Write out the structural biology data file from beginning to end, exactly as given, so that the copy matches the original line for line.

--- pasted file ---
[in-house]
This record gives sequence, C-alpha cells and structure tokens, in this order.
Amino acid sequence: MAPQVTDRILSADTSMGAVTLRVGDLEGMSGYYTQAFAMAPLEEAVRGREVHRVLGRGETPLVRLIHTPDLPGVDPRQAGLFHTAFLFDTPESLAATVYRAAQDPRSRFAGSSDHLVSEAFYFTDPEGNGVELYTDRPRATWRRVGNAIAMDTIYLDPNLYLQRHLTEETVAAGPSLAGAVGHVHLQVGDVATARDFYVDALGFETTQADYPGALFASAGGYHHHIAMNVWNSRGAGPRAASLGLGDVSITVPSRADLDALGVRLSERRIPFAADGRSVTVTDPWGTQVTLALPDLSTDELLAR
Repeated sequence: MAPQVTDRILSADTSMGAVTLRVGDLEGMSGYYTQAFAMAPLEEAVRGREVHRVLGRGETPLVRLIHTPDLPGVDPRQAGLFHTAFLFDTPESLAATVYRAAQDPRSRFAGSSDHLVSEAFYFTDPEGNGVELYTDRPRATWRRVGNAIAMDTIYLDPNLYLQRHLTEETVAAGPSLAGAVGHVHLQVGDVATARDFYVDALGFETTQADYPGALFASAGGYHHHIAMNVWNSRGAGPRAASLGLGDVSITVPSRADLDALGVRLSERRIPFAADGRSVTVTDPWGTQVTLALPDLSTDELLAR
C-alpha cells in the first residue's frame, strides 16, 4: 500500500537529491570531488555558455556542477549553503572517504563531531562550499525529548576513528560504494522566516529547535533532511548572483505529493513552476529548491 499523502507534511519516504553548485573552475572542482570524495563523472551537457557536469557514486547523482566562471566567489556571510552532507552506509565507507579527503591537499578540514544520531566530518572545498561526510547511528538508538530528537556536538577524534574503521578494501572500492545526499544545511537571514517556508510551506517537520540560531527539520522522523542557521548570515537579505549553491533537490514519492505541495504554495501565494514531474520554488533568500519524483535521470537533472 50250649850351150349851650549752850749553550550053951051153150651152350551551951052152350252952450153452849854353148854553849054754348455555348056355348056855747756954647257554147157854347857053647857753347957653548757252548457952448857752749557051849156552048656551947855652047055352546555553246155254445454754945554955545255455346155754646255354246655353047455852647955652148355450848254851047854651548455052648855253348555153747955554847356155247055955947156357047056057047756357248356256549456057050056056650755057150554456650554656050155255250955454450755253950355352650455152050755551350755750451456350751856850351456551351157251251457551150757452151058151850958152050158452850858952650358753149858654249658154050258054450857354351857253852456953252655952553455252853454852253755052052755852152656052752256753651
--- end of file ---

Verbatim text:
[in-house]
This record gives sequence, C-alpha cells and structure tokens, in this order.
Amino acid sequence: MAPQVTDRILSADTSMGAVTLRVGDLEGMSGYYTQAFAMAPLEEAVRGREVHRVLGRGETPLVRLIHTPDLPGVDPRQAGLFHTAFLFDTPESLAATVYRAAQDPRSRFAGSSDHLVSEAFYFTDPEGNGVELYTDRPRATWRRVGNAIAMDTIYLDPNLYLQRHLTEETVAAGPSLAGAVGHVHLQVGDVATARDFYVDALGFETTQADYPGALFASAGGYHHHIAMNVWNSRGAGPRAASLGLGDVSITVPSRADLDALGVRLSERRIPFAADGRSVTVTDPWGTQVTLALPDLSTDELLAR
Repeated sequence: MAPQVTDRILSADTSMGAVTLRVGDLEGMSGYYTQAFAMAPLEEAVRGREVHRVLGRGETPLVRLIHTPDLPGVDPRQAGLFHTAFLFDTPESLAATVYRAAQDPRSRFAGSSDHLVSEAFYFTDPEGNGVELYTDRPRATWRRVGNAIAMDTIYLDPNLYLQRHLTEETVAAGPSLAGAVGHVHLQVGDVATARDFYVDALGFETTQADYPGALFASAGGYHHHIAMNVWNSRGAGPRAASLGLGDVSITVPSRADLDALGVRLSERRIPFAADGRSVTVTDPWGTQVTLALPDLSTDELLAR
C-alpha cells in the first residue's frame, strides 16, 4: 500500500537529491570531488555558455556542477549553503572517504563531531562550499525529548576513528560504494522566516529547535533532511548572483505529493513552476529548491 499523502507534511519516504553548485573552475572542482570524495563523472551537457557536469557514486547523482566562471566567489556571510552532507552506509565507507579527503591537499578540514544520531566530518572545498561526510547511528538508538530528537556536538577524534574503521578494501572500492545526499544545511537571514517556508510551506517537520540560531527539520522522523542557521548570515537579505549553491533537490514519492505541495504554495501565494514531474520554488533568500519524483535521470537533472 50250649850351150349851650549752850749553550550053951051153150651152350551551951052152350252952450153452849854353148854553849054754348455555348056355348056855747756954647257554147157854347857053647857753347957653548757252548457952448857752749557051849156552048656551947855652047055352546555553246155254445454754945554955545255455346155754646255354246655353047455852647955652148355450848254851047854651548455052648855253348555153747955554847356155247055955947156357047056057047756357248356256549456057050056056650755057150554456650554656050155255250955454450755253950355352650455152050755551350755750451456350751856850351456551351157251251457551150757452151058151850958152050158452850858952650358753149858654249658154050258054450857354351857253852456953252655952553455252853454852253755052052755852152656052752256753651